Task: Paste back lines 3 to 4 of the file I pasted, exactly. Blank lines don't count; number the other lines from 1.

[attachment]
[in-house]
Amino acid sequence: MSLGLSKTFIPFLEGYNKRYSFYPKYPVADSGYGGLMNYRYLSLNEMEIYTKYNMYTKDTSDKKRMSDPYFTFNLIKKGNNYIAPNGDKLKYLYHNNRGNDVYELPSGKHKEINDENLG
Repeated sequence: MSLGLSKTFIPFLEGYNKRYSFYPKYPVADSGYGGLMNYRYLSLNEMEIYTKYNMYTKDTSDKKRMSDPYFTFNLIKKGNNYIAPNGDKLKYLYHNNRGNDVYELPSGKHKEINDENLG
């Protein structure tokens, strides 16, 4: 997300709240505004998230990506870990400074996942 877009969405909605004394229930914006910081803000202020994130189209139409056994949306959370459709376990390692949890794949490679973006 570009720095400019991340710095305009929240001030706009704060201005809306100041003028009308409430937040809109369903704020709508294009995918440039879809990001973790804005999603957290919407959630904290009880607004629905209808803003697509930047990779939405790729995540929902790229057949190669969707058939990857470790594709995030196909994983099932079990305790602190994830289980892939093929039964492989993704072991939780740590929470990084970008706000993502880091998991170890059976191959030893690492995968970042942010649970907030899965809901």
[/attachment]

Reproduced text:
Repeated sequence: MSLGLSKTFIPFLEGYNKRYSFYPKYPVADSGYGGLMNYRYLSLNEMEIYTKYNMYTKDTSDKKRMSDPYFTFNLIKKGNNYIAPNGDKLKYLYHNNRGNDVYELPSGKHKEINDENLG
């Protein structure tokens, strides 16, 4: 997300709240505004998230990506870990400074996942 877009969405909605004394229930914006910081803000202020994130189209139409056994949306959370459709376990390692949890794949490679973006 570009720095400019991340710095305009929240001030706009704060201005809306100041003028009308409430937040809109369903704020709508294009995918440039879809990001973790804005999603957290919407959630904290009880607004629905209808803003697509930047990779939405790729995540929902790229057949190669969707058939990857470790594709995030196909994983099932079990305790602190994830289980892939093929039964492989993704072991939780740590929470990084970008706000993502880091998991170890059976191959030893690492995968970042942010649970907030899965809901």